Tonsils :: NSAIDs don’t increase bleeding after tonsillectomy in children

You can give children NSAIDs for pain relief after removing their tonsils because there is no evidence that the drugs significantly increase bleeding.

Non-steroidal anti-inflammatory drugs (NSAIDs) like aspirin and ibuprofen are used to reduce pain after children have had their tonsils removed. But NSAIDs can reduce the ability of blood platelets to stick together and initiate a blood clot. Consequently there is some concern that using NSAIDs leaves the wound more prone to bleeding.

By looking at 13 trials that involved 955 children, the Cochrane Review Authors concluded that NSAIDs did not significantly alter the number of children who bled so much after the operation that they needed to return to surgery for surgeons to stop it.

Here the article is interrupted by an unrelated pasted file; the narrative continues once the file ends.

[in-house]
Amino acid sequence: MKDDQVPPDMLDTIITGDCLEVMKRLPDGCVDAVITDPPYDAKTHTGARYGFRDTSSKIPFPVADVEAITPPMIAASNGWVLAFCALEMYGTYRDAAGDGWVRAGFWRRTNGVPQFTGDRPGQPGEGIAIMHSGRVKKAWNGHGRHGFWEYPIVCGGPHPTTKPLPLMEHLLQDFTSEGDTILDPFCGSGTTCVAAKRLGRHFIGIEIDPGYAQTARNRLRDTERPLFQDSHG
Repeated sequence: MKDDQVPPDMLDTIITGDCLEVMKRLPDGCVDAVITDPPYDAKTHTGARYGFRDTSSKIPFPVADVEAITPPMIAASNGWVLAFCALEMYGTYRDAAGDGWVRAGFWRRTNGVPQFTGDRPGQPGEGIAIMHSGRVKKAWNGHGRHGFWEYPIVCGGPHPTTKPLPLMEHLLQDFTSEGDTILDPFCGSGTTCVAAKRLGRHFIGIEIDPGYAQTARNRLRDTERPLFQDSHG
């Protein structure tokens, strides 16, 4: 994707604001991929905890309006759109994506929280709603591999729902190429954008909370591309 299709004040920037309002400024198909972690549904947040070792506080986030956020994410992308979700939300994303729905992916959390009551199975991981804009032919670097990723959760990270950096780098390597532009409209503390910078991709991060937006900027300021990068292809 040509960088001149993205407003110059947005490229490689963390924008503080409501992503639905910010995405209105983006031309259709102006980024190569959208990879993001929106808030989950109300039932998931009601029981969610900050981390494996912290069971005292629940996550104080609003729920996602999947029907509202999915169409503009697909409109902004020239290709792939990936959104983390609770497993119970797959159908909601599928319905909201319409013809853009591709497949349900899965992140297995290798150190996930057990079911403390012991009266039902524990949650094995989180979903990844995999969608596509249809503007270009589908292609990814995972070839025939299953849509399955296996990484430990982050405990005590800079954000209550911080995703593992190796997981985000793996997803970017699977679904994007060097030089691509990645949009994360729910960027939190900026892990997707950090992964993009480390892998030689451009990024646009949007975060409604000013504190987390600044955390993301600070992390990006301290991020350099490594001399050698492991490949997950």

Also, fewer children experienced nausea and vomiting if they were given NSAIDs as part of their treatment regime.

“There is no evidence to support withholding NSAIDs for paediatric tonsillectomy,” says lead reviewer Dr Mary Carwell, a consultant anaesthetist at North Manchester General Hospital.

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